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The instability theory of drumlin formation and its explanation of their varied composition and internal structure.

Stokes, C.R. and Fowler, A.C. and Clark, C.D. and Hindmarsh, R.C.A. and Spagnolo, M. (2013) 'The instability theory of drumlin formation and its explanation of their varied composition and internal structure.', Quaternary science reviews., 62 . pp. 77-96.

Abstract

Despite their importance in understanding glaciological processes and constraining large-scale flow patterns in palaeo-glaciology, there is little consensus as to how drumlins are formed. Attempts to solve the ‘drumlin problem’ often fail to address how they are created from an initially flat surface in the absence of obvious cores or obstacles. This is a key strength of the instability theory, which has been described in a suite of physically-based mathematical models and proposes that the coupled flow of ice and till causes spontaneous formation of relief in the till surface. Encouragingly, model predictions of bedform height and length are consistent with observations and, furthermore, the theory has been applied to a range of subglacial bedforms and not just drumlins. However, it has yet to confront the myriad observations relating to the composition and internal structure of drumlins and this could be seen as a major deficiency. This paper is a first attempt to assess whether the instability theory is compatible with the incredible diversity of sediments and structures found within drumlins. We summarise the underlying principles of the theory and then describe and attempt to explain the main types of drumlin composition (e.g. bedrock, till, glaciofluvial sediments, and combinations thereof). Contrary to a view which suggests that the presence of some sedimentary sequences (e.g. horizontally stratified cores) is inconsistent with the theory, we suggest that one would actually expect a diverse range of constituents depending on the inheritance of sediments that pre-date drumlin formation, the duration and variability of ice flow, and the balance between erosion and deposition (till continuity) at the ice–bed interface. We conclude that the instability theory is compatible with (and potentially strengthened by) what is known about drumlin composition and, as such, offers the most complete and promising solution to the drumlin problem to date.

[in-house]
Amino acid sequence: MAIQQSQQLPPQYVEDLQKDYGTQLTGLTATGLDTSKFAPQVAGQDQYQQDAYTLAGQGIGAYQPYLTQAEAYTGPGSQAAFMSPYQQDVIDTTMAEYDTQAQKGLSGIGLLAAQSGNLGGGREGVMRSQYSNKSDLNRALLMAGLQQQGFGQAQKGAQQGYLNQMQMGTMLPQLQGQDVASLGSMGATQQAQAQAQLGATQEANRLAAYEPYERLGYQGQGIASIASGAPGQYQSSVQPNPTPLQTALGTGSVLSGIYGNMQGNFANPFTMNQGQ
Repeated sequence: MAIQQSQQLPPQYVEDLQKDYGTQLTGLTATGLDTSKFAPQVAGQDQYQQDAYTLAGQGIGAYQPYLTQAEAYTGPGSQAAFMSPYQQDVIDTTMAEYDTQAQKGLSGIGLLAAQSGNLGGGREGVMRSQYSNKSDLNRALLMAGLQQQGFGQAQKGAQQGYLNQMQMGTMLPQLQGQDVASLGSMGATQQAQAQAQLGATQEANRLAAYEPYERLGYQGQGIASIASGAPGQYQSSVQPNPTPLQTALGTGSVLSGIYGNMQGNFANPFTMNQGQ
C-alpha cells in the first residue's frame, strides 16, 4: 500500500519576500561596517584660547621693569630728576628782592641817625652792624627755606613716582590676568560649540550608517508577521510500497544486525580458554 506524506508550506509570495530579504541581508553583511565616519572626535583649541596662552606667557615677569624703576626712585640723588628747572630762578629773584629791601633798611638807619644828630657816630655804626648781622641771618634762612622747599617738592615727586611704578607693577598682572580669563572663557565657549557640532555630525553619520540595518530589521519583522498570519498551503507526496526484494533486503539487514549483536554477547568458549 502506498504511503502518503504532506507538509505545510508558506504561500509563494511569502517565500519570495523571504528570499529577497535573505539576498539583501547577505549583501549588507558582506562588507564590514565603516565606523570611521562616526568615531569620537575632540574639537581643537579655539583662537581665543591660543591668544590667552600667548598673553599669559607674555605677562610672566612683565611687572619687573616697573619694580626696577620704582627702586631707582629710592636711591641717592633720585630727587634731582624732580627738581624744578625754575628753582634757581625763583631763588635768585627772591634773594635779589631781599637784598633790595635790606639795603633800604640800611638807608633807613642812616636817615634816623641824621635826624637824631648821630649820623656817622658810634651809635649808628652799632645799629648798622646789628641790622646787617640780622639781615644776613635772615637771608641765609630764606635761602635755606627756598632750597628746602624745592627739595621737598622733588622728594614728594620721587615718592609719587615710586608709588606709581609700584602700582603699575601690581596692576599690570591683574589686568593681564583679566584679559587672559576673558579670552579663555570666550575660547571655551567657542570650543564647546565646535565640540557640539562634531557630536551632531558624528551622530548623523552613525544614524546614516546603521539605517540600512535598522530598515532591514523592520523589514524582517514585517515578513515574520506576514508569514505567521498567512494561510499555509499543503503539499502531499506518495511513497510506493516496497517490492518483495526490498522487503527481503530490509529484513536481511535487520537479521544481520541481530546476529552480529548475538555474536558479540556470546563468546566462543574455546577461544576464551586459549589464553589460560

Item Type:Article
Keywords:Drumlins, Instability theory, Subglacial erosion, Subglacial deposition, Ice sheets.
Full text:(AM) Accepted Manuscript
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Status:Peer-reviewed
Publisher Web site:http://dx.doi.org/10.1016/j.quascirev.2012.11.011
Publisher statement:NOTICE: this is the author’s version of a work that was accepted for publication in Quaternary science reviews. Changes resulting from the publishing process, such as peer review, editing, corrections, structural formatting, and other quality control mechanisms may not be reflected in this document. Changes may have been made to this work since it was submitted for publication. A definitive version was subsequently published in Quaternary science reviews, 62, 2013, 10.1016/j.quascirev.2012.11.011
Date accepted:No date available
Date deposited:14 May 2013
Date of first online publication:February 2013
Date first made open access:No date available

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